those hours spent around the table this week,  talking and naming and shaking out the ghosts, they’ve left me feeling a lot of things. mostly gratitude. but also some clarity, and maybe a bit more courage too.

i want time to keep shaking me into wakefulness.

i want to loosen some baggage and keep lightening my load.

i want to name the ghosts in the closet.

i want to hold it all with more gentleness.

every year, every day, i feel like i settle into my own weathered skin a little bit more – which is grossly painful sometimes, but liberating nonetheless. this old armchair cradles my bones just right, which makes me think that i’m exactly where i need to be, in this breezy porch on this blue sky day, in this year of living with with all it’s whispered truths and frayed edges, the holy spirit helper shaking her rainbow feathers above my damp and cat kissed head. i’m not sure i know what any of it really means, but i’m here and i’m thankful. and that’s more than enough.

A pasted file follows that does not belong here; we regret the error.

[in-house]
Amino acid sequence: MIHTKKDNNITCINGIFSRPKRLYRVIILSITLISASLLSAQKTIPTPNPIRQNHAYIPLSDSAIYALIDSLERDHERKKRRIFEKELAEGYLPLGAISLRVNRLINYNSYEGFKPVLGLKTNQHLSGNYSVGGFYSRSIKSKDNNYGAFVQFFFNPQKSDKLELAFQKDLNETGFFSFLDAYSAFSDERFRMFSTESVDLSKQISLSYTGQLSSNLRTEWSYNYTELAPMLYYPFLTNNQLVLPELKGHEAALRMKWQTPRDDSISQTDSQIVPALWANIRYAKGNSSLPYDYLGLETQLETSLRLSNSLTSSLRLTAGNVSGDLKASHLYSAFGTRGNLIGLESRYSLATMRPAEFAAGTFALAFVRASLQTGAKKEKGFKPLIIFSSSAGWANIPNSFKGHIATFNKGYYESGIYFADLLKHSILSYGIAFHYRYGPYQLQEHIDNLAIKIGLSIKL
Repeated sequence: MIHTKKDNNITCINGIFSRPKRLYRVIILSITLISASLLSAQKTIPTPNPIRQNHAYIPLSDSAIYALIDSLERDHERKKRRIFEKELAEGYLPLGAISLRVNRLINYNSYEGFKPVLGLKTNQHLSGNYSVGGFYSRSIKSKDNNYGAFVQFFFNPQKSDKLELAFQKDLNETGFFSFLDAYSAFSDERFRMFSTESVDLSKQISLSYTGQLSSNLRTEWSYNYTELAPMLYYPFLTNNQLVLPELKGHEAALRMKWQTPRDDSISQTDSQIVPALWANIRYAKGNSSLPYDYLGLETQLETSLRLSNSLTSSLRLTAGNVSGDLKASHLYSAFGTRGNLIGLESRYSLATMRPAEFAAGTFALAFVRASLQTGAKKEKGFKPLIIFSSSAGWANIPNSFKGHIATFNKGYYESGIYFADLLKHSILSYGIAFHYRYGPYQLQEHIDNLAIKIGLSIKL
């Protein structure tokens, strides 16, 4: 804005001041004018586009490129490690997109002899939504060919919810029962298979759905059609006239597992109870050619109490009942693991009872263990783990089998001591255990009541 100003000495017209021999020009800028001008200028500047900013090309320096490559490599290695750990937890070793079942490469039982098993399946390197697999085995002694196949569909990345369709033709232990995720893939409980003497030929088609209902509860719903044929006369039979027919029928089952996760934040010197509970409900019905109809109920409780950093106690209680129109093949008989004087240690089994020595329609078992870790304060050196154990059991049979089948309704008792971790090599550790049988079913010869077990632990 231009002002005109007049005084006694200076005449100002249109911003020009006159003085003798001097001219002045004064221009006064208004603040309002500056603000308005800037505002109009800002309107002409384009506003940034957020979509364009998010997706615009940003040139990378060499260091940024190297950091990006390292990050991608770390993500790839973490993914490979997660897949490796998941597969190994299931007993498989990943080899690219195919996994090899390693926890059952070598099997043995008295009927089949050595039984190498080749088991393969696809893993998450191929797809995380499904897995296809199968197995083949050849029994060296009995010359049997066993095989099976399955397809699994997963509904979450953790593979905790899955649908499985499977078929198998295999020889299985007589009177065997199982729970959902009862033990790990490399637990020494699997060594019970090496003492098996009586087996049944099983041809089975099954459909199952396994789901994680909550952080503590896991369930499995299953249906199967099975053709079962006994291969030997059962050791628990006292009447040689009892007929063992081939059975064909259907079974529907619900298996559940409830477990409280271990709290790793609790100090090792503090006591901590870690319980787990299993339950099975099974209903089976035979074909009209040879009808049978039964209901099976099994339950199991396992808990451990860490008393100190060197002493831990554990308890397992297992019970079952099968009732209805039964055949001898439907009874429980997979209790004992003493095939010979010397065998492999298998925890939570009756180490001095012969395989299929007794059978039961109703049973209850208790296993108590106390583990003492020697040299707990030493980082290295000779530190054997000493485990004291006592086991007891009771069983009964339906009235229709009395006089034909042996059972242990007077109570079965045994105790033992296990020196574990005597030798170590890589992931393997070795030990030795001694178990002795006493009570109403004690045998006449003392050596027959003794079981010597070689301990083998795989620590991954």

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annual birthday leap + dance photo shoot, this time in a crooked british burial ground in New Brunswick. because life’s too short not to.







The Weight of Water


I grew up in a city that was built around a river,that is famous for it’s locks, that was flooded by a creek, and that is perched on the cusp of a wilderness of lakes.

As kids we ran through the sprinkler for hours on the hottest of days and flooded the backyard for a massive ice rink in the dead of winter. We let the water run while we brushed our teeth. We flushed toilets with abandon and showered for as long, and as often, as we pleased.

We knew no limit to what flowed from our many taps. We were water rich. It was weightless and we were drowning (swimming) in it.